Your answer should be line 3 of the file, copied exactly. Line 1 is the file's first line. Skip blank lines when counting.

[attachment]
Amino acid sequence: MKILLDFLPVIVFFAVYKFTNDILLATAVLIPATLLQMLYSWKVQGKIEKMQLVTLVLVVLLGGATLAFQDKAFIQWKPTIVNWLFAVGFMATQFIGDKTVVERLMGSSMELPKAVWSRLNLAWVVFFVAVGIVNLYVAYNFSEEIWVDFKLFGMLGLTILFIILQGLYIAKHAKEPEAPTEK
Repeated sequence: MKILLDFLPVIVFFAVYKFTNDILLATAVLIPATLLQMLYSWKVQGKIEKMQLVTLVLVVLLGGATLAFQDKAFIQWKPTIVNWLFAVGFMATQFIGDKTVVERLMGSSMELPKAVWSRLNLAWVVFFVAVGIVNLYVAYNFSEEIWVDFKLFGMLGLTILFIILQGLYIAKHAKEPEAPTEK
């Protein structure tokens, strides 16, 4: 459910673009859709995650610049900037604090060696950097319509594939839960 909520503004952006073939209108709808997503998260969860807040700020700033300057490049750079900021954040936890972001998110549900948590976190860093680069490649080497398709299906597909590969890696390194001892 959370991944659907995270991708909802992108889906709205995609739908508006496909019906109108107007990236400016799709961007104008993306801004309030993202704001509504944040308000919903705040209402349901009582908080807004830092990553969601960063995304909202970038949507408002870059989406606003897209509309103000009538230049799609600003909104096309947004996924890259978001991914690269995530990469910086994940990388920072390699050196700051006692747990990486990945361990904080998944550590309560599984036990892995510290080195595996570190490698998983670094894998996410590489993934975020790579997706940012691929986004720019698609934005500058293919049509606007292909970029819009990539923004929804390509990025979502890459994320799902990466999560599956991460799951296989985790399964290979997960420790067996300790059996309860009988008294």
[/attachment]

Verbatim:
């Protein structure tokens, strides 16, 4: 459910673009859709995650610049900037604090060696950097319509594939839960 909520503004952006073939209108709808997503998260969860807040700020700033300057490049750079900021954040936890972001998110549900948590976190860093680069490649080497398709299906597909590969890696390194001892 959370991944659907995270991708909802992108889906709205995609739908508006496909019906109108107007990236400016799709961007104008993306801004309030993202704001509504944040308000919903705040209402349901009582908080807004830092990553969601960063995304909202970038949507408002870059989406606003897209509309103000009538230049799609600003909104096309947004996924890259978001991914690269995530990469910086994940990388920072390699050196700051006692747990990486990945361990904080998944550590309560599984036990892995510290080195595996570190490698998983670094894998996410590489993934975020790579997706940012691929986004720019698609934005500058293919049509606007292909970029819009990539923004929804390509990025979502890459994320799902990466999560599956991460799951296989985790399964290979997960420790067996300790059996309860009988008294």